As I’ve said on a number of previous occasions, there is no right or wrong way to pray. There is no particular right place in which to pray. If you remember what I said earlier about prayer being a dialogue with God, then that dialogue can take place anywhere. It could be in the church, or in a particular room in your house, or in your garden, or walking around the streets or through a park. From my own personal perspective, I have a particular room at home with a small table and chair in it that I use for my morning and evening prayer. Because I only use that room for prayer, whenever I go into it to pray, its like I’m leaving everything else behind and entering into this special place where I meet God.

A good way to start to pray regularly is by using what we call the Daily Offices, which are found in ‘A Prayer Book for Australia’. It contains an easy to follow, structured service of morning and evening prayer for every day of the week. All you need is a copy of the Prayer Book and the suggested Scripture readings for the day, which I can show you how to access. And as I said a few weeks ago, if all else fails, you can always just say the Lord’s Prayer.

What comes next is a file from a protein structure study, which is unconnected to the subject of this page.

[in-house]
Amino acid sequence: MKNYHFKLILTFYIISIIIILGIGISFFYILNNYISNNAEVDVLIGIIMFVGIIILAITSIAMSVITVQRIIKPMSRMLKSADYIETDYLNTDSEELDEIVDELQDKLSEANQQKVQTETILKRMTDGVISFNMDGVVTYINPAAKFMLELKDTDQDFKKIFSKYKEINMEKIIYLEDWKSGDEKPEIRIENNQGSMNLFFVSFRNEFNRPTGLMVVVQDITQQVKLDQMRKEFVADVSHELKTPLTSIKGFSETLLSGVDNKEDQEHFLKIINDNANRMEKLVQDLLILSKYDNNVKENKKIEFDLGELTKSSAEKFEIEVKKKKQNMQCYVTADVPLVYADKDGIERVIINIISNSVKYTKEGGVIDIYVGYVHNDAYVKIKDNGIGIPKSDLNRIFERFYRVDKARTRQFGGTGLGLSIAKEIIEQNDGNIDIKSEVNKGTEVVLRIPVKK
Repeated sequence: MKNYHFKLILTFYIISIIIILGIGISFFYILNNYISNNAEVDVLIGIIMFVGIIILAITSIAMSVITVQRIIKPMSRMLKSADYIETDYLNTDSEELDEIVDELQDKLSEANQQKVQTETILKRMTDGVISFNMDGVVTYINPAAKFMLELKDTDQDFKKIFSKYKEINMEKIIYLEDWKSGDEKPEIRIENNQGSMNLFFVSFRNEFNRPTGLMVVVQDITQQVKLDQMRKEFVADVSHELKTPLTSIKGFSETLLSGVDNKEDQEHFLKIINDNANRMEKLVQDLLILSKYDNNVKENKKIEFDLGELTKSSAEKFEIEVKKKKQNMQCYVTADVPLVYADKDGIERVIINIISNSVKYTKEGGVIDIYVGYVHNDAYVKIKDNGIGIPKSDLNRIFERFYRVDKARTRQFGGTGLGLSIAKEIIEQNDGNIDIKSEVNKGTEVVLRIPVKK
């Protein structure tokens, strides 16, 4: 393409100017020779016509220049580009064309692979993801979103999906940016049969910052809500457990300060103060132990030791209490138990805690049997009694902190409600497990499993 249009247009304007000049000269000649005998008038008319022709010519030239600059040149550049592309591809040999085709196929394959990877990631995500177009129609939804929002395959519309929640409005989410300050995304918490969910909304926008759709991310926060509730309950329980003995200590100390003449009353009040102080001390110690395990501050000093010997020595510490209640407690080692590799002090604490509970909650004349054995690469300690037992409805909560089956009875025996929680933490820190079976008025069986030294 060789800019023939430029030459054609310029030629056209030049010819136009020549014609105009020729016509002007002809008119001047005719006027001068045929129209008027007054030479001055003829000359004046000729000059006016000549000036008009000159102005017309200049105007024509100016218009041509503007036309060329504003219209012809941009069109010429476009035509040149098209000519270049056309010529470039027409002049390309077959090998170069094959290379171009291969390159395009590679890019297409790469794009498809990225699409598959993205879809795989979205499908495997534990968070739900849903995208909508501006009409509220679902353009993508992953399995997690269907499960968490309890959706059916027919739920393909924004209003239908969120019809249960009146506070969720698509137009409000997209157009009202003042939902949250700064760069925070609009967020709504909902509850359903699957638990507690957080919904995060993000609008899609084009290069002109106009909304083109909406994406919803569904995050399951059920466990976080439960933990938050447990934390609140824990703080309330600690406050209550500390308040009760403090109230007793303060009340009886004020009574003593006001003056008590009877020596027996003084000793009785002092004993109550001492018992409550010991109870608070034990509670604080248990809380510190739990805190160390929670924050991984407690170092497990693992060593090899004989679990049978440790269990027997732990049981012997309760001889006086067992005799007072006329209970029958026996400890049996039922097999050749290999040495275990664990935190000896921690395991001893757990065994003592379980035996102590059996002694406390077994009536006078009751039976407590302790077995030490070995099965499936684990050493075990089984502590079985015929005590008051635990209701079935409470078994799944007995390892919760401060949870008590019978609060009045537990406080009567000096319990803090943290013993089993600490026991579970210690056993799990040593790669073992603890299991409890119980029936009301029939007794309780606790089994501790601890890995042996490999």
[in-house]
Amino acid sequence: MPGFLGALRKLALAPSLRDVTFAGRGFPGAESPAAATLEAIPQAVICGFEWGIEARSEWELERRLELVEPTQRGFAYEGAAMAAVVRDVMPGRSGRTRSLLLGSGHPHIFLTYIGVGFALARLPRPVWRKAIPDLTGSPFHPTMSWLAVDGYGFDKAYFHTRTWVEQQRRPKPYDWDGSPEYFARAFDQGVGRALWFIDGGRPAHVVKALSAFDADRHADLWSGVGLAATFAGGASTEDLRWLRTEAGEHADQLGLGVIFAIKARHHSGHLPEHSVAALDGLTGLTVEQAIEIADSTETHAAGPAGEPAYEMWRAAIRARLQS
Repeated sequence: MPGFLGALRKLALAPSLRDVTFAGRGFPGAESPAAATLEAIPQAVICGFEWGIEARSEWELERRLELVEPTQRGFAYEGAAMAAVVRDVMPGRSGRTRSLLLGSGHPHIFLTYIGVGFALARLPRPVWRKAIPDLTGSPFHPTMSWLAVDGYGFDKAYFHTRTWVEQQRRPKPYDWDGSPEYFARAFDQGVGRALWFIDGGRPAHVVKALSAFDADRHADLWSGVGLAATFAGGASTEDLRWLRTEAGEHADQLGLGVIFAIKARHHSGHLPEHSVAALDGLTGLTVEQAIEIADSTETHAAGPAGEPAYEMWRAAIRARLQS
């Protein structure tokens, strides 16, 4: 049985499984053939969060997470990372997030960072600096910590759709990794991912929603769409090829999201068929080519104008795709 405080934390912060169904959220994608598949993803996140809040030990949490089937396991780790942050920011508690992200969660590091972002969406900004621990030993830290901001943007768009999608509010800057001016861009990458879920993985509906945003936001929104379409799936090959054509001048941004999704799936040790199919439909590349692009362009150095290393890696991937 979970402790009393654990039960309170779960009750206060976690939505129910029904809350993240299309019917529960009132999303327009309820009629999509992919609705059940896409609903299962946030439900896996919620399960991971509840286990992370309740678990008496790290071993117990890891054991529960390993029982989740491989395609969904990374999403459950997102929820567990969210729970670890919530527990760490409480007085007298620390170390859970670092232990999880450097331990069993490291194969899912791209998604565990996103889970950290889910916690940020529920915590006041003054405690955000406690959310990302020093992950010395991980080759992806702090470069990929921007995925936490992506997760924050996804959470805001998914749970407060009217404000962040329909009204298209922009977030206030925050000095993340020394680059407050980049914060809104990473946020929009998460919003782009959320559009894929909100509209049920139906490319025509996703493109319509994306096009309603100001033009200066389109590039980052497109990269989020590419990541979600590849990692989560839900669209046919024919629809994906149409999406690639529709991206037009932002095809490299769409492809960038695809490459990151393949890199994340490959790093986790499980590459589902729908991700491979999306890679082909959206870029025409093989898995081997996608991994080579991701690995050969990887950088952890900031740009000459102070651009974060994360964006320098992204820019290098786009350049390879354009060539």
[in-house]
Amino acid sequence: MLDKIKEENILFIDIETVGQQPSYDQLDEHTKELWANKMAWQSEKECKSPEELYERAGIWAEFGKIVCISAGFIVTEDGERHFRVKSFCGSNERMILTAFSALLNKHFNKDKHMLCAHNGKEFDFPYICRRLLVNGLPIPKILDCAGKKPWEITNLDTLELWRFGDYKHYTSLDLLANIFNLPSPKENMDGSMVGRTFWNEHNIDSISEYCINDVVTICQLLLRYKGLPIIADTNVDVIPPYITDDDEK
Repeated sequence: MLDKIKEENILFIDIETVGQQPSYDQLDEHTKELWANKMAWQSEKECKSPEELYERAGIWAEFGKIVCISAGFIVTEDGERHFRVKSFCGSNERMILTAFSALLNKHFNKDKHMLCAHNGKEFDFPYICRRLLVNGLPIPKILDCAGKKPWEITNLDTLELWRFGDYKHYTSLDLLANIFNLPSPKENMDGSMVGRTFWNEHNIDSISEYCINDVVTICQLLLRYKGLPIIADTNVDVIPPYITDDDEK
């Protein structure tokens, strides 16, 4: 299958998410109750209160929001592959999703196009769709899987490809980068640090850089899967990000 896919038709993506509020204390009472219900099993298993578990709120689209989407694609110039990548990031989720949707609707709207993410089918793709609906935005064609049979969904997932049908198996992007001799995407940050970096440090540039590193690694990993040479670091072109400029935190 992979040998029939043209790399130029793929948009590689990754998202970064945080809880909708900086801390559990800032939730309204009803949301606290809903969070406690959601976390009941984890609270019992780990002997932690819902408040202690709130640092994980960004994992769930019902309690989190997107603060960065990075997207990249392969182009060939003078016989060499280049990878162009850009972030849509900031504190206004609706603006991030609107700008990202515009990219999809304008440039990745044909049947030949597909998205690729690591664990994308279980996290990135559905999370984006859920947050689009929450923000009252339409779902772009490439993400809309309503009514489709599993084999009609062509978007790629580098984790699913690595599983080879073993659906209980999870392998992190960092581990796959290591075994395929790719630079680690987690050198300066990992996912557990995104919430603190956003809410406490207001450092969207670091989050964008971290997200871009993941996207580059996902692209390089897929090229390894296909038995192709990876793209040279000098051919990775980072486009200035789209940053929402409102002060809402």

When we are finding it difficult to pray, it is important to still try, even if we don’t know what to say. God knows what is in our hearts and minds. Jesus told us in chapter six of Matthew’s Gospel, “For your Father knows what you need before you ask him.” (Matt. 6:8b NRSV) Just by making time for God, and being in the presence of God, can be enough. We are changed by the dialogue we have with God. As we pray for a particular need, sometimes the unseen side of the situation we are praying for appears to us; we see things differently, and perhaps there is a shift in the content of our petition. Prayer works mainly by changing us.